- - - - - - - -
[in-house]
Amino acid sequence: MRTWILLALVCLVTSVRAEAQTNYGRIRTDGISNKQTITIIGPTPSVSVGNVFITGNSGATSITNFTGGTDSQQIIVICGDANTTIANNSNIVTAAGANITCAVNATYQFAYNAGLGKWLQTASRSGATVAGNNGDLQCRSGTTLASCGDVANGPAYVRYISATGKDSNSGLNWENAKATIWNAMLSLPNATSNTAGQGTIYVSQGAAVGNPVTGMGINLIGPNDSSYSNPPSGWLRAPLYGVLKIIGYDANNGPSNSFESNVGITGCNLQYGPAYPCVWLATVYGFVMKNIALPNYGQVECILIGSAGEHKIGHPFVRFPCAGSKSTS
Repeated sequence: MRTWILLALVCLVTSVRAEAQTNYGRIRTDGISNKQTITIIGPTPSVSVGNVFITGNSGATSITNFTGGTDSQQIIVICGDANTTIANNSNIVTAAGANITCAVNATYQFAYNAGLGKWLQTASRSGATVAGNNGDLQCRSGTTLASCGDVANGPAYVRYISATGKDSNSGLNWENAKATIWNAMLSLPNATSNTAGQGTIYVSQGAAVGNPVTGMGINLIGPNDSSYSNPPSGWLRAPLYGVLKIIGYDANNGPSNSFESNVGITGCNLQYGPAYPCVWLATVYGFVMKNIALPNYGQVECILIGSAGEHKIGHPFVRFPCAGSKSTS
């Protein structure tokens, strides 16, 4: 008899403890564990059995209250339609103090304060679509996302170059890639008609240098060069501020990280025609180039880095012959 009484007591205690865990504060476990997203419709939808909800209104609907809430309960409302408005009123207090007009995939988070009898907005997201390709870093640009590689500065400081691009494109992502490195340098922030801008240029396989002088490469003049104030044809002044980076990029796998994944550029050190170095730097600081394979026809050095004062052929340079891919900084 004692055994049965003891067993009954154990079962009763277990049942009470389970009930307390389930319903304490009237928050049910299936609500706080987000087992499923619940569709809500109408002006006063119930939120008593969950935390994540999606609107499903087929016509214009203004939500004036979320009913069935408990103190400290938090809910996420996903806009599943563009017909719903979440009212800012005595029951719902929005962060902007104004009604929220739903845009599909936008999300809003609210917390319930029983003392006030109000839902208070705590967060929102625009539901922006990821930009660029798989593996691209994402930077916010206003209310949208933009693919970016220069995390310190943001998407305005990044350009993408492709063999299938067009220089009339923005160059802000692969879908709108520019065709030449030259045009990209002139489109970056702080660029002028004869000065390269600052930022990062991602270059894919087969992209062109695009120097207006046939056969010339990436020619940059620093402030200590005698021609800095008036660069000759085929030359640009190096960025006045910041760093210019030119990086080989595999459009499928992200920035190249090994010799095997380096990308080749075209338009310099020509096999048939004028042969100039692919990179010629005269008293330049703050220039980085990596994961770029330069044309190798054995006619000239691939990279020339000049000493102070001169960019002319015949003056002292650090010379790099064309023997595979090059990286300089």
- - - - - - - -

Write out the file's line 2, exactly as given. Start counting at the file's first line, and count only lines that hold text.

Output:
Amino acid sequence: MRTWILLALVCLVTSVRAEAQTNYGRIRTDGISNKQTITIIGPTPSVSVGNVFITGNSGATSITNFTGGTDSQQIIVICGDANTTIANNSNIVTAAGANITCAVNATYQFAYNAGLGKWLQTASRSGATVAGNNGDLQCRSGTTLASCGDVANGPAYVRYISATGKDSNSGLNWENAKATIWNAMLSLPNATSNTAGQGTIYVSQGAAVGNPVTGMGINLIGPNDSSYSNPPSGWLRAPLYGVLKIIGYDANNGPSNSFESNVGITGCNLQYGPAYPCVWLATVYGFVMKNIALPNYGQVECILIGSAGEHKIGHPFVRFPCAGSKSTS